Macbeth Act 2

“Had he not resembled/ My father as he slept, I had done ‘t.” Speaker: Lady Macbeth (soliloquy)Situation: While Macbeth is murdering Duncan. Literal meaning: Lady Macbeth could have killed him if he hadn’t looked like her father.Significance: Although Lady Macbeth has asked evil spirits to take away her feminine qualities, she reveals here a softer, more feminine side to her nature than she has shown so fair. Notice it’s a soliloquy, and when Macbeth begins to weaken, she is strong and resolute.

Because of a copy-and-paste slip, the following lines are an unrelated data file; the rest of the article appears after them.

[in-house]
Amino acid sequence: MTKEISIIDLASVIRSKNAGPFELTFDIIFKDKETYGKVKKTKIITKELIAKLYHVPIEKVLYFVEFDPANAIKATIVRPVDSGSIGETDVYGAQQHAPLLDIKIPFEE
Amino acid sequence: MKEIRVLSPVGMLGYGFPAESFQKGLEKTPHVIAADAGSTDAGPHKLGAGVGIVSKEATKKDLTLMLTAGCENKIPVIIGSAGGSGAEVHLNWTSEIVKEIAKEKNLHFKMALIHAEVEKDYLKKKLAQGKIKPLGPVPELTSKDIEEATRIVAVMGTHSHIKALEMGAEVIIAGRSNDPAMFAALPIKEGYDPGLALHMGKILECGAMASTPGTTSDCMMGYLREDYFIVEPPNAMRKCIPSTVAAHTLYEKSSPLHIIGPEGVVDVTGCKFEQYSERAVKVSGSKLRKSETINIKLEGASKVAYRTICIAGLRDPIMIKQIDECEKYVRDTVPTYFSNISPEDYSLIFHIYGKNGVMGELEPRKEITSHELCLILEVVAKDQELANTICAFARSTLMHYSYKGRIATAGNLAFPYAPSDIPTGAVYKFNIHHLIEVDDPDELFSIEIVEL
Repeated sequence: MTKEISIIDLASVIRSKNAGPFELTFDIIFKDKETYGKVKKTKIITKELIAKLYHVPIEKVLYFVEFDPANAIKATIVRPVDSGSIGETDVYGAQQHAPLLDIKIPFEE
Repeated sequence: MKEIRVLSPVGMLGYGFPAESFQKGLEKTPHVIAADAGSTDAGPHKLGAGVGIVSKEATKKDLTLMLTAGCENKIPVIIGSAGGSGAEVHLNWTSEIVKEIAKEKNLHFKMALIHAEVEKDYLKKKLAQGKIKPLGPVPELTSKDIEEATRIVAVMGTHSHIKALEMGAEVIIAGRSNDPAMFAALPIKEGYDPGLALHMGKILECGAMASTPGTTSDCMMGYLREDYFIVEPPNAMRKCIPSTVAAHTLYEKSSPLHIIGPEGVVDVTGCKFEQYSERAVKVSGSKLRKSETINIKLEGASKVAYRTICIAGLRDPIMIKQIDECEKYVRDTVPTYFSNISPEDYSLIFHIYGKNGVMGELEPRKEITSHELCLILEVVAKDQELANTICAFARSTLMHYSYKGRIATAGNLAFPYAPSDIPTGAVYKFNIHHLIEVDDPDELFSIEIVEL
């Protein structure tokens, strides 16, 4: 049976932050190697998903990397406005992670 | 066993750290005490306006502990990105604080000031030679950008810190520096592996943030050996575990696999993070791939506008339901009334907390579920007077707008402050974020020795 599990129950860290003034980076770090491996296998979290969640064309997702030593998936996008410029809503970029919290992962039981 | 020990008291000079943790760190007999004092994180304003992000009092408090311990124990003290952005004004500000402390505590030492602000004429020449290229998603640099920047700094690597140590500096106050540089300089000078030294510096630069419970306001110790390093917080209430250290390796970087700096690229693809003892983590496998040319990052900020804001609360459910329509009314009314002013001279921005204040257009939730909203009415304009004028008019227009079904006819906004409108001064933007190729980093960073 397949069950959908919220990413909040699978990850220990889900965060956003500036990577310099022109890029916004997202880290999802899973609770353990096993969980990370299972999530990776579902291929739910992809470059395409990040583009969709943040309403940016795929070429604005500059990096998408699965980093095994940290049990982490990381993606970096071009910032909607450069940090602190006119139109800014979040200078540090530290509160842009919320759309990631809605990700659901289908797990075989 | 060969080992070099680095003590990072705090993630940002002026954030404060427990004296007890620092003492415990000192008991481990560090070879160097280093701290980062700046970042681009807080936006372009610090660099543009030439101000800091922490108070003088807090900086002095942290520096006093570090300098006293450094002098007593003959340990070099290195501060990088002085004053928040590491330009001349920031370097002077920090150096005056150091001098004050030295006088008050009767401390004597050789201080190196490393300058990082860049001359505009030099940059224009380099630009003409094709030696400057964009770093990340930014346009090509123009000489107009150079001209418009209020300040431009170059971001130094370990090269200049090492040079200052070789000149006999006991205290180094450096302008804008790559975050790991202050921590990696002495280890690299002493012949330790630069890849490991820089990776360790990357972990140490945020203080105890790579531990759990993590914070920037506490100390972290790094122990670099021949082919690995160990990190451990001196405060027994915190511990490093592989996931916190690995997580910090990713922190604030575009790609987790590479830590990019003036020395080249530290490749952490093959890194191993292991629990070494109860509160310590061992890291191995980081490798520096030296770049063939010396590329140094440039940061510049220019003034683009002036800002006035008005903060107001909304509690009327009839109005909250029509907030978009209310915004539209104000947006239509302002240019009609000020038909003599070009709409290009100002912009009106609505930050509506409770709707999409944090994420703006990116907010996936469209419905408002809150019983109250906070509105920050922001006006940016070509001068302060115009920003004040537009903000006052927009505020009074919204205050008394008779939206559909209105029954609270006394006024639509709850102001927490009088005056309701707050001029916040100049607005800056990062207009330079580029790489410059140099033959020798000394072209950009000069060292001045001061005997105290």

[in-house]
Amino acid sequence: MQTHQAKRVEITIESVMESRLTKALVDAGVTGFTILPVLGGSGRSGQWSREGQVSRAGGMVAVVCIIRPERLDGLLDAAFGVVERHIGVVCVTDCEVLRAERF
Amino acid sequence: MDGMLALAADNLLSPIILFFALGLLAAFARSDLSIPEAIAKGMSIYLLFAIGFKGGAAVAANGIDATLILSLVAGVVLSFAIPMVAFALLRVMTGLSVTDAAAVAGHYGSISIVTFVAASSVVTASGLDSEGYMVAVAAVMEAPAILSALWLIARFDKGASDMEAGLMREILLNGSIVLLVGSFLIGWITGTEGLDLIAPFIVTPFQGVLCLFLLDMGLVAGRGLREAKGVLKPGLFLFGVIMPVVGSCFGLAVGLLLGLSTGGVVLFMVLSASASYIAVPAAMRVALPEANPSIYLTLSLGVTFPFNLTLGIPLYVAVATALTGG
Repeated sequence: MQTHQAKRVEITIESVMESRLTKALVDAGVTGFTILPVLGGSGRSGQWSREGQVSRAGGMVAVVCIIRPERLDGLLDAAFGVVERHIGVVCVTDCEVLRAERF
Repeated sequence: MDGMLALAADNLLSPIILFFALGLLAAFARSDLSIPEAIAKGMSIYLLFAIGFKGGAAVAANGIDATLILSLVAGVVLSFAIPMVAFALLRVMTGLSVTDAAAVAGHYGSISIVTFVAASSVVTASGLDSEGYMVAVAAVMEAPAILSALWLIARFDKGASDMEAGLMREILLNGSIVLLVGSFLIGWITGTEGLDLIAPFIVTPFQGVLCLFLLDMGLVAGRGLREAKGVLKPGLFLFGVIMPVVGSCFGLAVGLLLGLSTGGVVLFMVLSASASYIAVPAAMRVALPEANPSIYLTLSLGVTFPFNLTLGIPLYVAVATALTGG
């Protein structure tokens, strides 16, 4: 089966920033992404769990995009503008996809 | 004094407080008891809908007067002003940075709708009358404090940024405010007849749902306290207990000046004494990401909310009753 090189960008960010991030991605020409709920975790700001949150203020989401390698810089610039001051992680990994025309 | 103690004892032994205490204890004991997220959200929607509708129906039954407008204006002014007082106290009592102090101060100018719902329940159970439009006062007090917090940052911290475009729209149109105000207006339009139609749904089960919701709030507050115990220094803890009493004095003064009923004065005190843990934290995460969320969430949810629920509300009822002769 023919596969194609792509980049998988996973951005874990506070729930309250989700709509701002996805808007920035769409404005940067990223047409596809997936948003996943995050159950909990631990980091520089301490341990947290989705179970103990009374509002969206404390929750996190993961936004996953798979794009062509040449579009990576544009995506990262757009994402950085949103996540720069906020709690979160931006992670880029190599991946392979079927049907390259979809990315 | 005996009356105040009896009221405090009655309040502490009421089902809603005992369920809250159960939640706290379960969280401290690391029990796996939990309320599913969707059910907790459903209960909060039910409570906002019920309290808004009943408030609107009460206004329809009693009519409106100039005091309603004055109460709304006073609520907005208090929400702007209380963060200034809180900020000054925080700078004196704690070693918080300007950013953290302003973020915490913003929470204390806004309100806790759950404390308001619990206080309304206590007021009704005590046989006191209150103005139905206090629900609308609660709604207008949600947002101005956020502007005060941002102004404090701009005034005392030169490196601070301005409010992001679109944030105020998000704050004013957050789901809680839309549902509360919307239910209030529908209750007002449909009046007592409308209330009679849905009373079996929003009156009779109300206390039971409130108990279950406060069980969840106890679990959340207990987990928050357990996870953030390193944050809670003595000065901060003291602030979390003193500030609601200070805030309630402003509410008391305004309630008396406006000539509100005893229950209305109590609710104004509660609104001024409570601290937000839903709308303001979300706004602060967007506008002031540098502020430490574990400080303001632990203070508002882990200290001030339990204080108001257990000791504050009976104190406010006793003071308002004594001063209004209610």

“Methought I heard a voice cry “Sleep no more! Macbeth does murder sleep”- the innocent sleep Sleep knits up the raveled sleave of care, The death of each day’s life, sore labor’s bath, Balm of hurt minds, great nature’s second curse, Chief nourisher in life’s feast- Still it cried “Sleep no more!” to all the house: “Glamis hath murdered sleep, and therefore Cawdor Shall sleep no more: Macbeth shall sleep no more.” Speaker: Macbeth Situation: Right after the murderFigurative Language and its meaning: Sleep-innocent (open to those in a state of innocence) (35)Sleep repairs the tangled threads of our sleeves (our cares) that we damage during our waking hours(36)Sleep ends the day-it’s the death of life during the day (37)Sleep is the restorative and comfort after the hard labor of the day (37)Sleep is what soothes or heals our troubled minds (38)Sleep the main course in life (as if life were a meal with several courses) (39)Here Shakespeare gives us a famous description of sleep as he has Macbeth recount the voices he heard after killing Duncan, which say he will never sleep again I prophecy which may have been true.Lines 41-42: Glamis, an identity Macbeth has had for awhile, his ancestral title, has done this deed that has taken away his innocence so that now he will have no sleep as he takes on his new title of Thane of Cawdor which he already was has murdered any hope of peace in his new role.